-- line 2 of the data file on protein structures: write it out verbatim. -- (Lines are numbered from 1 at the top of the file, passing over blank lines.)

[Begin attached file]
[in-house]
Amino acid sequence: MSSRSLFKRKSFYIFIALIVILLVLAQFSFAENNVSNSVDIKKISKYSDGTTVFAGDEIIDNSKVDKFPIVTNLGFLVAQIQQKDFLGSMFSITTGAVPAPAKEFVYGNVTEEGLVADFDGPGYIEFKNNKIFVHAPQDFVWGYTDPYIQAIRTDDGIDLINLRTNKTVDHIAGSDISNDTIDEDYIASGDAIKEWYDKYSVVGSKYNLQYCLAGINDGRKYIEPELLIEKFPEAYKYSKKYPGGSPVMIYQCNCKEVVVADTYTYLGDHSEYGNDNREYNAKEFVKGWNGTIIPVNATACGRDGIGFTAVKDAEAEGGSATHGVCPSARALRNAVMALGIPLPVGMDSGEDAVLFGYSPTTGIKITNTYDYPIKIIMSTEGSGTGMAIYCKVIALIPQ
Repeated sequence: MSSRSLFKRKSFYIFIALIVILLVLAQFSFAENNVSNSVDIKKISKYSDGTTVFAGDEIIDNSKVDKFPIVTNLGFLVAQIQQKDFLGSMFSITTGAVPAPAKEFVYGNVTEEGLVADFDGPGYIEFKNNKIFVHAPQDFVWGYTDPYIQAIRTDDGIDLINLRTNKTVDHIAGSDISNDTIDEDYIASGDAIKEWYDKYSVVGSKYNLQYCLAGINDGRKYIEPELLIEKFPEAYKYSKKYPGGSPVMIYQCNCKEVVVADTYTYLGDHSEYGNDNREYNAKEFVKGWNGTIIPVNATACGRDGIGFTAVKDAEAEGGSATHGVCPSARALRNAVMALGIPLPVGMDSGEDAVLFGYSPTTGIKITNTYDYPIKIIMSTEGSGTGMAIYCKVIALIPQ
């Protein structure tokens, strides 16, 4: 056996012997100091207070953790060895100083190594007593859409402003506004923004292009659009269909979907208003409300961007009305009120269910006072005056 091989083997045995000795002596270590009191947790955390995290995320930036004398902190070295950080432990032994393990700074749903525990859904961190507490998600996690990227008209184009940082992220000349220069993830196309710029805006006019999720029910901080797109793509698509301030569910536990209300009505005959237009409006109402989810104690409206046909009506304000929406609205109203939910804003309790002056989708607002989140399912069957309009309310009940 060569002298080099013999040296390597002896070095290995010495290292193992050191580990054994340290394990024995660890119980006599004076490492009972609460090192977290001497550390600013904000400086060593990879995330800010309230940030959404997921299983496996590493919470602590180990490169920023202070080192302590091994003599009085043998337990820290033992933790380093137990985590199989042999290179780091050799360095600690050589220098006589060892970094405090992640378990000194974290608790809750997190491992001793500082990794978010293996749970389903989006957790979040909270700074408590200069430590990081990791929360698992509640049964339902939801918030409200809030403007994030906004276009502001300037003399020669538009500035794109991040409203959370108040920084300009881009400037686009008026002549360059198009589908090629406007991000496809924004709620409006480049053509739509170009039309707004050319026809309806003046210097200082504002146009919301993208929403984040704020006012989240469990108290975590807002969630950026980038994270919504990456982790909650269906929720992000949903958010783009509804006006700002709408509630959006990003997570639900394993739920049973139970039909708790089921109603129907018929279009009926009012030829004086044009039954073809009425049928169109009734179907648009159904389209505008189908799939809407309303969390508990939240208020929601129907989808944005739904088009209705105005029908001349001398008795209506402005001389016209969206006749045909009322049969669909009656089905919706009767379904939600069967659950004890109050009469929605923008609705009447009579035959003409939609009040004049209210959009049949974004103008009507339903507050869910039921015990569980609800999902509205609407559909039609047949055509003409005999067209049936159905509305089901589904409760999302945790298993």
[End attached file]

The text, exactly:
Amino acid sequence: MSSRSLFKRKSFYIFIALIVILLVLAQFSFAENNVSNSVDIKKISKYSDGTTVFAGDEIIDNSKVDKFPIVTNLGFLVAQIQQKDFLGSMFSITTGAVPAPAKEFVYGNVTEEGLVADFDGPGYIEFKNNKIFVHAPQDFVWGYTDPYIQAIRTDDGIDLINLRTNKTVDHIAGSDISNDTIDEDYIASGDAIKEWYDKYSVVGSKYNLQYCLAGINDGRKYIEPELLIEKFPEAYKYSKKYPGGSPVMIYQCNCKEVVVADTYTYLGDHSEYGNDNREYNAKEFVKGWNGTIIPVNATACGRDGIGFTAVKDAEAEGGSATHGVCPSARALRNAVMALGIPLPVGMDSGEDAVLFGYSPTTGIKITNTYDYPIKIIMSTEGSGTGMAIYCKVIALIPQ